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I was a young youth pastor in Augusta, GA, doing my best to train a group of kids to reach out to others. Granted – some of my ideas met resistance (imagine that!), and the culture there turned out to be very different than what was actually communicated to me at the beginning. However, I figured everyone wanted to obey the Great Commission and make disciples, so that’s what I set out to do – make disciples who would make disciples!


But disciplemaking is a messy business. And when crowds of kids getting saved started upsetting church traditions, routines and comfort zones, I found that the elephant in the room can be a mighty big creature to take down, even one bite at a time.


For instance, one day I was asked to promote a special speaker we were having – Let’s call him “Joe Miles” – by advertising his appearance on our church sign. After posting the sign letter by letter, which read “Come hear Joe Miles this Wednesday,” I asked our pastor’s secretary, “Do you need any help hosting Joe’s visit?”


“No,” she said, “he’s not really speaking here live. We’re just going to play a video of his message.”


Hearing that, I politely inquired of our pastor about the sign and if he wanted a different reading. The answer? “Of course not! It might actually make some folks not attend.”


Things like that just didn’t settle well with me. It seemed like an obvious untruth, yet no one seemed too worried about it. Still, my actions regarding discipemaking – biblical evangelism – were dissected and evaluated weekly. And if anything I did with kids brought accidental damage to the church sanctuary or unintentionally dirtied up the church vehicle or inadvertently caused schedule conflicts with the existing dead, dry ministries, I was brought in for a verbal lashing.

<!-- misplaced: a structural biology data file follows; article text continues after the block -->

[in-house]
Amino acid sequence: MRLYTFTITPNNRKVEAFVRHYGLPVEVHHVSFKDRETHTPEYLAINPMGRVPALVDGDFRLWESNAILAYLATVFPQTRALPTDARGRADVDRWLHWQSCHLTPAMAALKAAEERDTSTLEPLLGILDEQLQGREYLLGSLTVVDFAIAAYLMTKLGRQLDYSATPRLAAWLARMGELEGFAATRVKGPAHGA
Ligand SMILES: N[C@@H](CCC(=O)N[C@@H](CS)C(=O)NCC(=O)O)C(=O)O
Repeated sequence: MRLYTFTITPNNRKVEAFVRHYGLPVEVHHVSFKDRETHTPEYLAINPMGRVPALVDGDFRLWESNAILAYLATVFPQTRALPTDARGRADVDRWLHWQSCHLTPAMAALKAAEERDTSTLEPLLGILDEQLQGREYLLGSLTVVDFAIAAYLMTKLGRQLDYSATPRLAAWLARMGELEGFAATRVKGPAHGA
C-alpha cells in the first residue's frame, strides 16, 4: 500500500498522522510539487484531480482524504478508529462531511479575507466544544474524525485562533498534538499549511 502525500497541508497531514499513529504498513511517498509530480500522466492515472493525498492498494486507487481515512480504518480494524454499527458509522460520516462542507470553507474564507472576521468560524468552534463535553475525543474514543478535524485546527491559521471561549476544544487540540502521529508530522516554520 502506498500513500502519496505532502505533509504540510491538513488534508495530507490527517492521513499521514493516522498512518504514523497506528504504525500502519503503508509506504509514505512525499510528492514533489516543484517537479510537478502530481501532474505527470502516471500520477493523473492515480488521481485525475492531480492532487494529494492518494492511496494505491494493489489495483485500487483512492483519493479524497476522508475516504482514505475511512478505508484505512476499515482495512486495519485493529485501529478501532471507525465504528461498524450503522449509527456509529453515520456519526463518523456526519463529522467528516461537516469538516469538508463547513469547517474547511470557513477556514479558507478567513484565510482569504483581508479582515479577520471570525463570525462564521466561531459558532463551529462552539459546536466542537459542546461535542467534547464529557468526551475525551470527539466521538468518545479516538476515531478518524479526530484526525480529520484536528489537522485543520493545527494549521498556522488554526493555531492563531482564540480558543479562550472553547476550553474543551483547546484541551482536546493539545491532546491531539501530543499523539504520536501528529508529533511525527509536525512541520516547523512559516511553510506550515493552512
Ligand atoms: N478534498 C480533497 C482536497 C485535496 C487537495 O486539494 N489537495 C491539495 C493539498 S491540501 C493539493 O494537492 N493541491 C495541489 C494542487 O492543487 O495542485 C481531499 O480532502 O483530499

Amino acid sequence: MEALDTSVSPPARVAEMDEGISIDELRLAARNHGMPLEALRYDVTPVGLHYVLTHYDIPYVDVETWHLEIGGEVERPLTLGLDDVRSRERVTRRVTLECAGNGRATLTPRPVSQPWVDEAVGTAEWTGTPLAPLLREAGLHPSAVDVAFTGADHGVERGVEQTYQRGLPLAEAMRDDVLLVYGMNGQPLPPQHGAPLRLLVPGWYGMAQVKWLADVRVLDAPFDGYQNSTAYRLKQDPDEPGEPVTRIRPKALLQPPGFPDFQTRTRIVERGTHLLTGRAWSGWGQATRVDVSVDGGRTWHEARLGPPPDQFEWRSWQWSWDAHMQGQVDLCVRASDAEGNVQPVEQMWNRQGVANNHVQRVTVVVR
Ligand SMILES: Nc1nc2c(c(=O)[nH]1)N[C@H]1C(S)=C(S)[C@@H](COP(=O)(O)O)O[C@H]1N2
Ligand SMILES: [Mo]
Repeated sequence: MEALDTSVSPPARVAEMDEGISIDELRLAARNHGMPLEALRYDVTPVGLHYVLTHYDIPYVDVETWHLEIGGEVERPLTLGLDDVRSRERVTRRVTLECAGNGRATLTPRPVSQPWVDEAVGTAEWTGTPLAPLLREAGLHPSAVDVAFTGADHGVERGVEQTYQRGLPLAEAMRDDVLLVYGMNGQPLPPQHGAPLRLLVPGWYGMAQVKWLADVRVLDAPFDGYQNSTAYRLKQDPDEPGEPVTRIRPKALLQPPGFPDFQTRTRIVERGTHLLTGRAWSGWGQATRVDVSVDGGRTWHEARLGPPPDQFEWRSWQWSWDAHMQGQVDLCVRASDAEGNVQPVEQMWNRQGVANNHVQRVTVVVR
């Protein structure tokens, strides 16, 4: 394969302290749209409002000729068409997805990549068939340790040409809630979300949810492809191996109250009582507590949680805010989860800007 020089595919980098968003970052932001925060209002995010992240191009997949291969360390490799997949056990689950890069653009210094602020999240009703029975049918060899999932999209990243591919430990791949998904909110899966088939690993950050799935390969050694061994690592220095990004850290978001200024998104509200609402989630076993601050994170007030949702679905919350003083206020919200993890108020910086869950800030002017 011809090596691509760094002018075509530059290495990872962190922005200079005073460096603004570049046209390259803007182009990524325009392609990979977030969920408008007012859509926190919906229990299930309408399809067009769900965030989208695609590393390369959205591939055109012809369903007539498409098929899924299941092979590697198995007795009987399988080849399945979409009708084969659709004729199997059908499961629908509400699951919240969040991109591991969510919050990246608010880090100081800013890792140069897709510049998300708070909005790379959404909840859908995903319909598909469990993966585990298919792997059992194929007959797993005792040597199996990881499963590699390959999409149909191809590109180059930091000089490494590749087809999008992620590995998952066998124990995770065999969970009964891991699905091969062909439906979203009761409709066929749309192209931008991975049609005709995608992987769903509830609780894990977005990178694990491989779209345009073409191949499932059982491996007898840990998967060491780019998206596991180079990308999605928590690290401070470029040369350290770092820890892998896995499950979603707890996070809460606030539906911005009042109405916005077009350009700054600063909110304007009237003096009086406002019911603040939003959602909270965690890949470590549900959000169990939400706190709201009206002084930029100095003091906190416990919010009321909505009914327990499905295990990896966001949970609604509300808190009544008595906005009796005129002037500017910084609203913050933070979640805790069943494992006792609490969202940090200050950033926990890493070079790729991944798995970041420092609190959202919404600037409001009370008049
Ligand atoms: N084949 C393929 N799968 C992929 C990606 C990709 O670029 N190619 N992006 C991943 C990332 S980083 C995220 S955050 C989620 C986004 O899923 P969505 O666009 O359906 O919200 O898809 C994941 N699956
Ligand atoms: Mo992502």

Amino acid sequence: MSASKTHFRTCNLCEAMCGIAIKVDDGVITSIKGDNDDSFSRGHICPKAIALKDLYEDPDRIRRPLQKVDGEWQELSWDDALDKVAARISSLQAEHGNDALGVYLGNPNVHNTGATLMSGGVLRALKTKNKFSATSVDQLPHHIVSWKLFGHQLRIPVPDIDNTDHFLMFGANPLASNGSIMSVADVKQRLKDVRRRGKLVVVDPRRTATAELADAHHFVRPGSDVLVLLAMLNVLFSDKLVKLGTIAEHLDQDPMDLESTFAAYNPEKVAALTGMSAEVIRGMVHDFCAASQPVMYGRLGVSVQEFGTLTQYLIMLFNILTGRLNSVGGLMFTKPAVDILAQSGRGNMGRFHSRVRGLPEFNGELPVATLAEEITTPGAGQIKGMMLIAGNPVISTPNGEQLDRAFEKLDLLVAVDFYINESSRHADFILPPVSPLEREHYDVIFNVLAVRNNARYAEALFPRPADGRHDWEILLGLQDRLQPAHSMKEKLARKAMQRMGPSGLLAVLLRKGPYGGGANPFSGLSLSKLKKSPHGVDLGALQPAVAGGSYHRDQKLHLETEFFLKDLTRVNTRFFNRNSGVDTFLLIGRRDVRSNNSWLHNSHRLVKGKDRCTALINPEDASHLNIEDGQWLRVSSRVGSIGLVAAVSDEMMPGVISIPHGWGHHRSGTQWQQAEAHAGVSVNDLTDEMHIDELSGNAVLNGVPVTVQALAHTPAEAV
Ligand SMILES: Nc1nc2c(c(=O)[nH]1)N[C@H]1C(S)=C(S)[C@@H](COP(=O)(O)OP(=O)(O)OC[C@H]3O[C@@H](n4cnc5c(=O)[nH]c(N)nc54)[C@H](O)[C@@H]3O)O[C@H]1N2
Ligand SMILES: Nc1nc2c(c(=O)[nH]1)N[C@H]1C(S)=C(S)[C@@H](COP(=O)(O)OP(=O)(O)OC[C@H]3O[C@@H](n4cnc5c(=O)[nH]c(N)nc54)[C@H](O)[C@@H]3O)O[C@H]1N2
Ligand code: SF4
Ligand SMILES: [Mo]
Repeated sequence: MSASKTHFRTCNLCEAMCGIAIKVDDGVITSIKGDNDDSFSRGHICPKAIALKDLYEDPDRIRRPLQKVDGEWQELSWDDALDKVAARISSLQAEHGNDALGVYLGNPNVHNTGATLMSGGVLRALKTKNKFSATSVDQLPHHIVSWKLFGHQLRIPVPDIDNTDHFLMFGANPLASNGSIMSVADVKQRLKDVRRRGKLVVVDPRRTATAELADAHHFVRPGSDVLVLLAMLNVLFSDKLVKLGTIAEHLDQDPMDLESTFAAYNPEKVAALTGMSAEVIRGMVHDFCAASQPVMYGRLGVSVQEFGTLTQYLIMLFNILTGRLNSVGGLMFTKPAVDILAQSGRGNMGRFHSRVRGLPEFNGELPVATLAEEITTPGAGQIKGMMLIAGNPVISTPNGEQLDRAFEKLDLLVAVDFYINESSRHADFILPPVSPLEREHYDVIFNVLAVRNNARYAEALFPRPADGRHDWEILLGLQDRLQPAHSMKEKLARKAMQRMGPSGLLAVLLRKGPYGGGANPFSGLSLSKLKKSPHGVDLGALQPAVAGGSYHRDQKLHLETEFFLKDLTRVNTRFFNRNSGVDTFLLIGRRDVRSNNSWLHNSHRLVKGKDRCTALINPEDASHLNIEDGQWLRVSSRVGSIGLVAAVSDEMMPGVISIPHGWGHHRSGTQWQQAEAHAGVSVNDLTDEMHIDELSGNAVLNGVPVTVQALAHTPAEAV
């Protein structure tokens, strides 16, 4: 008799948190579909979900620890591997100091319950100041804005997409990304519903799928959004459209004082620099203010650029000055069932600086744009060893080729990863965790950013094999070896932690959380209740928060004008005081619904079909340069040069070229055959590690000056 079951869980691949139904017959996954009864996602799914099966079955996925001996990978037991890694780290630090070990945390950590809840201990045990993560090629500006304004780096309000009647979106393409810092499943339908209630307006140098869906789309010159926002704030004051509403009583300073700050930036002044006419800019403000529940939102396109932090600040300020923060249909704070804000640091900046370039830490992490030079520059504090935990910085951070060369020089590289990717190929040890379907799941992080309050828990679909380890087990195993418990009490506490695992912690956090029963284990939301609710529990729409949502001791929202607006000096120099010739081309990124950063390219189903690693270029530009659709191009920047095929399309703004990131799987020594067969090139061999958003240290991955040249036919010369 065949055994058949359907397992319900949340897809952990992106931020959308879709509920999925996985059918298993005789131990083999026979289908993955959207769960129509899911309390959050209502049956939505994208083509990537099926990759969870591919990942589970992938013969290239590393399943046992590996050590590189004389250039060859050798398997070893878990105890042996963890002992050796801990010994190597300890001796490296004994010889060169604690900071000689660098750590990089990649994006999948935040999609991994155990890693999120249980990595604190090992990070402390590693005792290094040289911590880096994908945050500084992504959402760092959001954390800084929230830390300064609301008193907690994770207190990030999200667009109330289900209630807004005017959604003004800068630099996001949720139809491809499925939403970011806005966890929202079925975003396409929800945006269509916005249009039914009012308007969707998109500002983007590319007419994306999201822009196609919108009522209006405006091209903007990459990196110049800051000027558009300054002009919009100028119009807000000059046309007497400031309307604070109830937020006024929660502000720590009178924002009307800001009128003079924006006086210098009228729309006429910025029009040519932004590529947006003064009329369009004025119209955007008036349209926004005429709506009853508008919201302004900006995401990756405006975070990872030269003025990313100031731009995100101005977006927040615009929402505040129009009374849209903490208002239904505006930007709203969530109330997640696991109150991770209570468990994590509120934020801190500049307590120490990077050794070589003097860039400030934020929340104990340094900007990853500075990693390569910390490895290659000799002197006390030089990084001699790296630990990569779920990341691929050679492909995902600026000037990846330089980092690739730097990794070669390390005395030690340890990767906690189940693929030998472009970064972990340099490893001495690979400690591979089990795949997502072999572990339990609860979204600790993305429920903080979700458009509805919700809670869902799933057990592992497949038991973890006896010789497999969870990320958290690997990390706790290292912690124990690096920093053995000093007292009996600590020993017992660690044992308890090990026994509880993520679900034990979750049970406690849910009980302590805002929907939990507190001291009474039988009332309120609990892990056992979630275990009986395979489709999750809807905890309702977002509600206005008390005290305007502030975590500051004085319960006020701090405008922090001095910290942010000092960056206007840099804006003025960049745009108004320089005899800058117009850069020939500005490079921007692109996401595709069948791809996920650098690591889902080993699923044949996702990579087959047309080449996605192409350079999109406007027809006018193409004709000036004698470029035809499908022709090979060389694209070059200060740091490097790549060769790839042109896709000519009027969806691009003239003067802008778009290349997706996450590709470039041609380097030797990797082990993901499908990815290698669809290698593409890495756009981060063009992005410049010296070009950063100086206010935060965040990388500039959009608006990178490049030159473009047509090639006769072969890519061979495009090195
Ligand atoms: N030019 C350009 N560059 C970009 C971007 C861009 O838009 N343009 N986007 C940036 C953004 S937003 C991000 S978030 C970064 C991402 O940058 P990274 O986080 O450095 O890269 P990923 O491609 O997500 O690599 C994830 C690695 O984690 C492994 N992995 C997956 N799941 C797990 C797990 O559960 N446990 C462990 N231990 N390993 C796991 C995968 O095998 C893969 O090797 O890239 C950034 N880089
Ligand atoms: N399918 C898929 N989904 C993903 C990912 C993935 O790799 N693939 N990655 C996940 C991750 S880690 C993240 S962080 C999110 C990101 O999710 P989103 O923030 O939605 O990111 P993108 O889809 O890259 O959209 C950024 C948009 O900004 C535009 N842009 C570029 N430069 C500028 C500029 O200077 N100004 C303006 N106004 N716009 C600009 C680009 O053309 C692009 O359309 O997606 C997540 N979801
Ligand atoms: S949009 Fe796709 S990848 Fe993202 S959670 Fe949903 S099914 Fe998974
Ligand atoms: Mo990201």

So you can imagine my surprise and shock when, one day at staff meeting, the Pastor’s wife looked at me, pointed her finger, and said, “You’re taking our youth down the wrong road!” Whoa! Sure enough, that was the feeling of most everyone in the room. And sure enough, that began a discussion about why I didn’t really fit.


As I left the meeting, I was curious why promotional untruths were okay, but honest, messy disciplemaking was out of line. And as I thought about that the rest of the evening, I actually agreed – I didn’t fit! Unfortunately, my departure, though polite, was political. And I left Augusta silently.


Looking back, I am so thankful my mouth had invisible duct tape across it. Though I didn’t understand a lot about that situation then, I’ve come to learn that God was working on a larger plan and from a bigger perspective. And the quieter I kept the quicker he could work. Yes, what seemed like human inequity in action was actually divine sovereignty in motion.